The technician is exactly as the title sounds: they know the science of safety and speak to the technical correctness of how thing should be done. They are hardworking, often putting their “nose to the grindstone.” They are typically well-educated, self-motivated and don’t give up easily. They are the safety advisor that will fight long and hard for what they think is technically correct.

The challenger may best be described as the debater in the safety department. They have a deep and thorough understanding of the technical aspects of the company’s business and the safety system and they are not afraid to challenge the business unit leaders and teach them something new about how things could be run. They are not afraid of controversy and can often be quite assertive (although diplomatic) about pushing new ways of thinking about old problems.

The consensus-builder thrives on nurturing and fostering relationships and is an advocate for safety at every level of the organization. They “speak many languages” and can relate equally well with the front-line labourers as with the senior management team. They willingly give their time to those that ask for it. Their primary posture to the employee group they serve is “accessibility” and “first-class” service. Consensus-builders may be seen as the master communicators in the organization.

While many safety advisors have the capacity to modify their approach, most default to a single one. There is not one best role for the safety advisor to take. The variety of circumstances a safety advisor may face would call for a variety of roles. It is recognized the role may need to be adjusted for any given situation and appropriate adaptation may garner the greatest success. It can be generalized that the consensus-builder and challenger profiles may be best suited to the direction that the safety profession is evolving, however, as the world becomes increasing technical, some support from the technician may be highly beneficial. There may be times during some types of risk communication where the politician may be best but, increasingly, it is becoming evident that the role of the policeman needs to be limited to crisis-type situations when a command-and-control leadership style may be needed.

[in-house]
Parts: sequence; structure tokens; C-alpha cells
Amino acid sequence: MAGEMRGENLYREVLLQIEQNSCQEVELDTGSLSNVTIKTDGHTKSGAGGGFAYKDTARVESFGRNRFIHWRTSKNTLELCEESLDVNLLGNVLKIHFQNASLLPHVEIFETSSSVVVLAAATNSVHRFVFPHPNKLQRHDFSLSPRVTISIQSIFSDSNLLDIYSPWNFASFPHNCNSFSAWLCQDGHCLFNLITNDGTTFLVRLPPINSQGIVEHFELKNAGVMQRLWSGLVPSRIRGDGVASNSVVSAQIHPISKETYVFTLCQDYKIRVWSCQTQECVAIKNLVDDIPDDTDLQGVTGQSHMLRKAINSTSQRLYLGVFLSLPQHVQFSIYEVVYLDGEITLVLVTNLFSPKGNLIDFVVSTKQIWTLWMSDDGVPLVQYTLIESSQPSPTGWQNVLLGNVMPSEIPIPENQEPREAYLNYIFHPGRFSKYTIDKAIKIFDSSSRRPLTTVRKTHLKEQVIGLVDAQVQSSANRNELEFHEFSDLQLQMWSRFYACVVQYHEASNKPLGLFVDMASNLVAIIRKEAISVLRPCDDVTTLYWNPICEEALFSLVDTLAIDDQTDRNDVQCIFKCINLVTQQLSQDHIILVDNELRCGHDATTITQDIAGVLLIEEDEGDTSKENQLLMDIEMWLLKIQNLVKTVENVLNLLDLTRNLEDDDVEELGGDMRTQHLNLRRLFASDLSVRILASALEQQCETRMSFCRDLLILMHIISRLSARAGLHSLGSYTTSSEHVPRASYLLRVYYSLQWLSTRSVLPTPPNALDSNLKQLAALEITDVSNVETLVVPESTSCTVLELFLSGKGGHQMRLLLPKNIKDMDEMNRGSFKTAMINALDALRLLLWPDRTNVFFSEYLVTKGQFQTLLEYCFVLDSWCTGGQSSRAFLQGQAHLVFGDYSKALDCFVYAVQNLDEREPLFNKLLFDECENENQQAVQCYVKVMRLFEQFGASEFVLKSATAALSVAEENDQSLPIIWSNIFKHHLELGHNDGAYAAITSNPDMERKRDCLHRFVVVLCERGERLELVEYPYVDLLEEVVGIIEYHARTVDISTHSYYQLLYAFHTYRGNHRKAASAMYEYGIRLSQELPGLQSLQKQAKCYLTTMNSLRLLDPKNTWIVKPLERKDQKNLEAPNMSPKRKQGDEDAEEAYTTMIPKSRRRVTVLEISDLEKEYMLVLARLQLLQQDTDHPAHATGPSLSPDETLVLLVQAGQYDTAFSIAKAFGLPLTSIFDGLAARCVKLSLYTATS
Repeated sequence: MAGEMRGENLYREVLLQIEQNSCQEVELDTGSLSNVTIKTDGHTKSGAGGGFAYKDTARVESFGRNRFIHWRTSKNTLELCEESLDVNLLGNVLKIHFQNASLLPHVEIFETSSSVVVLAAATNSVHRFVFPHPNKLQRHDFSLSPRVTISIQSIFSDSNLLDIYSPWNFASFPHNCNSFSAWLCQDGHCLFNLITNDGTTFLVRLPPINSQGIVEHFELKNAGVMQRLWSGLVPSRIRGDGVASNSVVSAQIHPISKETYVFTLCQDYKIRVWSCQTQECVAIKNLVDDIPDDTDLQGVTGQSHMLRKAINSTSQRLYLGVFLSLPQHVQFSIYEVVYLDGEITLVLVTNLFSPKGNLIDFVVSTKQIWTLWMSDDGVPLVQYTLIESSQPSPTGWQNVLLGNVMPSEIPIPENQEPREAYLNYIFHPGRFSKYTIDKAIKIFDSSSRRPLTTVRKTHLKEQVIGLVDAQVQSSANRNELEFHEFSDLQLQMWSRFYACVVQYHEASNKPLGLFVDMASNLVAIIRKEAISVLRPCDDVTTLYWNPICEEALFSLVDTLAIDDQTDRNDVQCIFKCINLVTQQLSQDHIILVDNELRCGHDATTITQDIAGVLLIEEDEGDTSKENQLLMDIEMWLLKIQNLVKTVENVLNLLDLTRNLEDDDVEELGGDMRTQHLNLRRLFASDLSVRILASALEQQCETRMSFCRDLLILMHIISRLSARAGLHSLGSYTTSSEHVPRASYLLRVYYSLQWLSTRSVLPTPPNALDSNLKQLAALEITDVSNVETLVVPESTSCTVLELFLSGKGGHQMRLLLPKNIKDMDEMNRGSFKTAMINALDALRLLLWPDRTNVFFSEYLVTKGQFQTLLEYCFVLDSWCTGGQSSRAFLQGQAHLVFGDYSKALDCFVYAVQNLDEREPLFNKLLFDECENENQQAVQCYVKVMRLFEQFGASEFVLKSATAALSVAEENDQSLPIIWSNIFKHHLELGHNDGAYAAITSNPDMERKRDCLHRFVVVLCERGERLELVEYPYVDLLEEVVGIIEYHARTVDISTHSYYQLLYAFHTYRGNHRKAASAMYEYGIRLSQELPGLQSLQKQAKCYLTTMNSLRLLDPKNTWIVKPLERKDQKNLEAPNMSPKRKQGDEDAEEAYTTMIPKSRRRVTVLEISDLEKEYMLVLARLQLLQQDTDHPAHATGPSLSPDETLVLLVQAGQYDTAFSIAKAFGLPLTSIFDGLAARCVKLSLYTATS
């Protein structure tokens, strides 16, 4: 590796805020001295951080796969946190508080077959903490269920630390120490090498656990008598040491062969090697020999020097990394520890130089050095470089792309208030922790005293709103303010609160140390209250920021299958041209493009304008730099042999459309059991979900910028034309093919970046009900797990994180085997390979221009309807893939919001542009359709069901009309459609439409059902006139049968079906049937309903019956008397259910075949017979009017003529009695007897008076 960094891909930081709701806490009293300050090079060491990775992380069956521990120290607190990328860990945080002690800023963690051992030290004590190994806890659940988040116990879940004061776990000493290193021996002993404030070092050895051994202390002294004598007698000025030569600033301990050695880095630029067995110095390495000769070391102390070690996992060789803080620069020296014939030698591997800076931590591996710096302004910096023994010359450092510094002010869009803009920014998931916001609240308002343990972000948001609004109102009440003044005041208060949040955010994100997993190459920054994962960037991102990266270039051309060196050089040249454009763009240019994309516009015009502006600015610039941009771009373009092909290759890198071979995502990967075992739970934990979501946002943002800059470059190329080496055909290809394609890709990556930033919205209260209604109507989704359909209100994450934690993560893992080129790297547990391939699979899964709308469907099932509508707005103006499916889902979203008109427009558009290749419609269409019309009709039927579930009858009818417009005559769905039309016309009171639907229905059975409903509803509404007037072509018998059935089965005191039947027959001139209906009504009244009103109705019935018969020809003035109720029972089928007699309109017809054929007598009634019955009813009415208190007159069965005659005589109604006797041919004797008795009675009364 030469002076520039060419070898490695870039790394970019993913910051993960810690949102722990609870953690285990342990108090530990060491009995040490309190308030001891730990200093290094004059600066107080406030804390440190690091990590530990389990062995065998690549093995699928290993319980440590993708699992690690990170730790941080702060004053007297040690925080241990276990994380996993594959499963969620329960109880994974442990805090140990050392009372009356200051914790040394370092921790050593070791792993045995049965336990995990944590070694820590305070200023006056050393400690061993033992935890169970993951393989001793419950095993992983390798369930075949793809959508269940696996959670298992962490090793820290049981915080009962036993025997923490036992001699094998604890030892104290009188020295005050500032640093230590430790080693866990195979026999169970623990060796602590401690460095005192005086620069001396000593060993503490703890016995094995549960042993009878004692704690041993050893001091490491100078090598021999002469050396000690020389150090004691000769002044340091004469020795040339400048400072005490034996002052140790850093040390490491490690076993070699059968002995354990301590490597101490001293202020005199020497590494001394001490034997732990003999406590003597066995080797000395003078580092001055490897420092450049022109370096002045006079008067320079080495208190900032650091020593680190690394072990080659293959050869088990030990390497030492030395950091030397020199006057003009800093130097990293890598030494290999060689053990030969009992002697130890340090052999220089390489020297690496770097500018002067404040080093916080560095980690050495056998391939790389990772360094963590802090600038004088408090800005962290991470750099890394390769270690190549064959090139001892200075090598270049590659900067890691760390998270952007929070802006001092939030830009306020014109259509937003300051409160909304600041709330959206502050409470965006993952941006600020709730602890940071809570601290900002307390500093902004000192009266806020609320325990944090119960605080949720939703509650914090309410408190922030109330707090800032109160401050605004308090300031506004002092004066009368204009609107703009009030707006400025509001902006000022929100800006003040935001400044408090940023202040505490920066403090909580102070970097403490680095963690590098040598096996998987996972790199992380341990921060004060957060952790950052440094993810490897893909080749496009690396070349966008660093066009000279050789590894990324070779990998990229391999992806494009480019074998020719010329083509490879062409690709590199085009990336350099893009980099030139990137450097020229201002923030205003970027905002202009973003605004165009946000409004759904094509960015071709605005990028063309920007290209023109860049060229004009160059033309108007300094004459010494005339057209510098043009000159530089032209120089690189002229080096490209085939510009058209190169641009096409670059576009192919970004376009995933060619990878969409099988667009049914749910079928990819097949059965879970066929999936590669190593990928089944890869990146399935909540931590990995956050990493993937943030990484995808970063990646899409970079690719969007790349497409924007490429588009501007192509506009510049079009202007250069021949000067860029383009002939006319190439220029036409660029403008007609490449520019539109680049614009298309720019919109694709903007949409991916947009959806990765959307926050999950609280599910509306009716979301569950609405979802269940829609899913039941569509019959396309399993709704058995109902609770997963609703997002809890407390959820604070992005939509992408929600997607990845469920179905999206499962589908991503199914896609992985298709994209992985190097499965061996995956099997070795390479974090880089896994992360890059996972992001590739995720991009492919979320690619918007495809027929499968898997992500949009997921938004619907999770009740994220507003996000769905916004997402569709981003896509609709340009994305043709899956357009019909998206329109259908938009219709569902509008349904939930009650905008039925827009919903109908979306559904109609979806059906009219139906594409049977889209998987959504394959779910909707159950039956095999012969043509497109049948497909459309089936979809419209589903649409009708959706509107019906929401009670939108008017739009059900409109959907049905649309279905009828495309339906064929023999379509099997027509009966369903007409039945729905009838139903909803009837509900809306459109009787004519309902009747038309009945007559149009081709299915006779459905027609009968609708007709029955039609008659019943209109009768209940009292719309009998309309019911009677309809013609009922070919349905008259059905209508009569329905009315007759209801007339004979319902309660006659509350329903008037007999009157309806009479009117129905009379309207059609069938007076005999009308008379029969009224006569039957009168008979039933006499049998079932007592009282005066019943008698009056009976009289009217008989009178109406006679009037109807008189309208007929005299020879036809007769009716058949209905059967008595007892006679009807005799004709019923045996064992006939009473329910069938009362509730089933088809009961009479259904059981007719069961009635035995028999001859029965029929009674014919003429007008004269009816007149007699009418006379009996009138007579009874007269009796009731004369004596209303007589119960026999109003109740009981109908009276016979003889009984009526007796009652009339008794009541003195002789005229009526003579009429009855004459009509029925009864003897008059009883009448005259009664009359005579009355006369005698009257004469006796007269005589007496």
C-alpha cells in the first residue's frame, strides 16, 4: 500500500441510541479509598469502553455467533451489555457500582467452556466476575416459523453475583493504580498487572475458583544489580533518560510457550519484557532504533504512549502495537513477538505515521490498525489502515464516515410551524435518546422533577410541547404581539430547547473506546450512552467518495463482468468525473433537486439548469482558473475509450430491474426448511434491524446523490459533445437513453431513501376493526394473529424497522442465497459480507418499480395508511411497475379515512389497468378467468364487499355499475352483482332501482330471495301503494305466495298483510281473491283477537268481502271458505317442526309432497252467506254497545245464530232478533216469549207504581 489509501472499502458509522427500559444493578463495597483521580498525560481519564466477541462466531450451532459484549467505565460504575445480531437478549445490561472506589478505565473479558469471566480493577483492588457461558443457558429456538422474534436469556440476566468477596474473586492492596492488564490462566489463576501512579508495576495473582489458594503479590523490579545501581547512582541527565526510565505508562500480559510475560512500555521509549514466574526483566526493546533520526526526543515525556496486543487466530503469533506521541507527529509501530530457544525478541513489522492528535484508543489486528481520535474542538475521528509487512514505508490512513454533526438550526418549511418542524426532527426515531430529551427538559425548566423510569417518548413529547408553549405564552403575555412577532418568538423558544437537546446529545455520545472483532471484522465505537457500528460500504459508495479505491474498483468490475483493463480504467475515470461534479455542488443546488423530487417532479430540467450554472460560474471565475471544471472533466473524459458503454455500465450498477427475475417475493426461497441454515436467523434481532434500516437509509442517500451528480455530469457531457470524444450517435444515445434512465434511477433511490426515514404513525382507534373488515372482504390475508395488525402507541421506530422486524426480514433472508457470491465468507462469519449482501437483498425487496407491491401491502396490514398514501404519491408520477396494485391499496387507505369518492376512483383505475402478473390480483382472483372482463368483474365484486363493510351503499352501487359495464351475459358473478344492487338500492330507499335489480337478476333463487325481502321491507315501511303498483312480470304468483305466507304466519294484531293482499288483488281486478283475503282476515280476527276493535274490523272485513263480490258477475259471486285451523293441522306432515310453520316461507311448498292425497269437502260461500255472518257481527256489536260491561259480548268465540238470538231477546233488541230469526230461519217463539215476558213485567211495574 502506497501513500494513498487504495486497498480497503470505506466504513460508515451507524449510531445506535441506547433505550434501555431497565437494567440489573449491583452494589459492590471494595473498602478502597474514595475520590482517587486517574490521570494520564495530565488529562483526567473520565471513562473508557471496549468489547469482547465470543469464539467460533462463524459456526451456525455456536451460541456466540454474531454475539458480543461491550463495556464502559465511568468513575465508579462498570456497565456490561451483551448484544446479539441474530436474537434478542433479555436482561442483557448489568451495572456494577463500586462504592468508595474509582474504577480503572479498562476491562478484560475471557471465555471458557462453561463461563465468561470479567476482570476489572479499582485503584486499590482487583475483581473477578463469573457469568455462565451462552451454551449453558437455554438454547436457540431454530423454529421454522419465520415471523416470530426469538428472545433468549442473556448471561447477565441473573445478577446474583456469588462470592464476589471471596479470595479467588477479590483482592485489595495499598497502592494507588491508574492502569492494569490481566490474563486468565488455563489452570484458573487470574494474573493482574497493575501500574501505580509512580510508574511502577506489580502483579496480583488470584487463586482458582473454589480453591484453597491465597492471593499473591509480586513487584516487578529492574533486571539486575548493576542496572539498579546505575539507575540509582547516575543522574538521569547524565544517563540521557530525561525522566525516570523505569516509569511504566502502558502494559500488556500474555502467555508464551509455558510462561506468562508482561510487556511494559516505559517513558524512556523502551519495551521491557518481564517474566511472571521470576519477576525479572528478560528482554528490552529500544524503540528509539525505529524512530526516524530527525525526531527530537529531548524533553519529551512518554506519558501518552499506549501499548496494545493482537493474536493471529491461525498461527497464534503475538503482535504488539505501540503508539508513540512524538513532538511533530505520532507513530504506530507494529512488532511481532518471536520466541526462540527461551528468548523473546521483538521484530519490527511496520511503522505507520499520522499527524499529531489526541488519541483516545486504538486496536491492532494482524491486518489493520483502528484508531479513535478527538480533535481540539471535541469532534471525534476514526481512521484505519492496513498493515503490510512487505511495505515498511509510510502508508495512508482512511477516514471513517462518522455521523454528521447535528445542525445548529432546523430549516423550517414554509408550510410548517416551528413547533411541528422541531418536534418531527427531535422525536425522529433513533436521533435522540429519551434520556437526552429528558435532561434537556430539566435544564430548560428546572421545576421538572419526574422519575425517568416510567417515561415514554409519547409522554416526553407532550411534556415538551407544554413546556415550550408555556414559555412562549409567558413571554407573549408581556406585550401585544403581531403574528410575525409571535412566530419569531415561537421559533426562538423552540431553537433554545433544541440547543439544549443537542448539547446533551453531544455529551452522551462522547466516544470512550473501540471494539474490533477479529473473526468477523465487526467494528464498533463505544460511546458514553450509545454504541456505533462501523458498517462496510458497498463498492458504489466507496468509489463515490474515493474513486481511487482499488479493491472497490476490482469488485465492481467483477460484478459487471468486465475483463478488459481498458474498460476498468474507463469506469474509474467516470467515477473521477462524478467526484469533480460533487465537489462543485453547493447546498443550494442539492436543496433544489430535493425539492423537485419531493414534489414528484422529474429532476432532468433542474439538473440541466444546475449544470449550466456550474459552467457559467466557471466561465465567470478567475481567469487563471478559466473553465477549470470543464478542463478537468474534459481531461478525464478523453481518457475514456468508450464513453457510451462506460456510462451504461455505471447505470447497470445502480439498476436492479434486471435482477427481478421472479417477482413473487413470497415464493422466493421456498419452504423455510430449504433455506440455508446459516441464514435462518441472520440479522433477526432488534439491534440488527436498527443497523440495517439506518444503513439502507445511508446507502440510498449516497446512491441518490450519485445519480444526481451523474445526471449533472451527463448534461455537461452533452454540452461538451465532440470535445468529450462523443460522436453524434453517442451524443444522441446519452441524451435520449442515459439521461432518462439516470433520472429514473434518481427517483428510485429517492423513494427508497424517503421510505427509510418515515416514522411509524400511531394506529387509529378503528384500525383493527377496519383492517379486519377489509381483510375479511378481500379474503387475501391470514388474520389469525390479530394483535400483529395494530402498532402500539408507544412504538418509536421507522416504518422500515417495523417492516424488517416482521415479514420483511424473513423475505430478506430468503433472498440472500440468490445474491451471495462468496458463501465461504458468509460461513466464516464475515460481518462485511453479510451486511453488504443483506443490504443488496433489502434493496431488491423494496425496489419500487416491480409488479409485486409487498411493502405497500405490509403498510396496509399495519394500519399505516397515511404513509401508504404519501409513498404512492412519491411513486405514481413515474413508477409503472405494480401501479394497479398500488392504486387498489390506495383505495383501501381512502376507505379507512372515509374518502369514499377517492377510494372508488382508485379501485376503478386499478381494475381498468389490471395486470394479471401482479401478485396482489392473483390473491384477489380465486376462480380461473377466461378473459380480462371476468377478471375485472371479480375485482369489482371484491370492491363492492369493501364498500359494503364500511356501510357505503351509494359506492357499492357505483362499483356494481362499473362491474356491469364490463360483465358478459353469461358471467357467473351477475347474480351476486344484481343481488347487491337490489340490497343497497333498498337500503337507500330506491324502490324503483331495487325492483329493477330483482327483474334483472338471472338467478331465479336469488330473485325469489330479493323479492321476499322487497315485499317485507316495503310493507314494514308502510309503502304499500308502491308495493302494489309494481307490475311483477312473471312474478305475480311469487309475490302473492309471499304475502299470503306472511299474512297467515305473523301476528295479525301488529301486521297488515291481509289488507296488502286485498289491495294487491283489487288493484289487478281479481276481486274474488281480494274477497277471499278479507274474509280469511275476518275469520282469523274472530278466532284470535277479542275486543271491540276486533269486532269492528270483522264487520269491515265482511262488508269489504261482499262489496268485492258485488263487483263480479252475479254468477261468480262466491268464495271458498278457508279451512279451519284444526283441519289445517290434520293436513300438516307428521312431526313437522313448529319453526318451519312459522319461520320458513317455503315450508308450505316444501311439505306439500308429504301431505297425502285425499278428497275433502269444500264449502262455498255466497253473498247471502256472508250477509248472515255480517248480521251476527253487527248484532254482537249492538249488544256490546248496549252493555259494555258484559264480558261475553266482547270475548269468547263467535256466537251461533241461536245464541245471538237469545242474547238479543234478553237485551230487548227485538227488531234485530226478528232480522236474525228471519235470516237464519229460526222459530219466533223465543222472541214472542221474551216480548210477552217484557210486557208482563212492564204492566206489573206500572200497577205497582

Ideally, the safety professional is multi-skilled and highly adaptive with the capacity to modify her thinking and behavioural preferences to suit any circumstances. Situational leadership is very much the order of the day. When the safety team is knowledgeable about safety, regularly talks about safety with the operations team and engages in matters related to safety to build consensus, they increase the likelihood that safety will indeed succeed. The safety professional must take a leadership role in supporting the operations team to own and drive the safety activities such that safety becomes a habit. In the absence of this tutoring, coaching and mentoring role, safety becomes a “nice to have.” Occupational health and safety risk management only works when it becomes a habit. We need to make safety a habit.


This article originally appeared in the August/September 2017 issue of COS.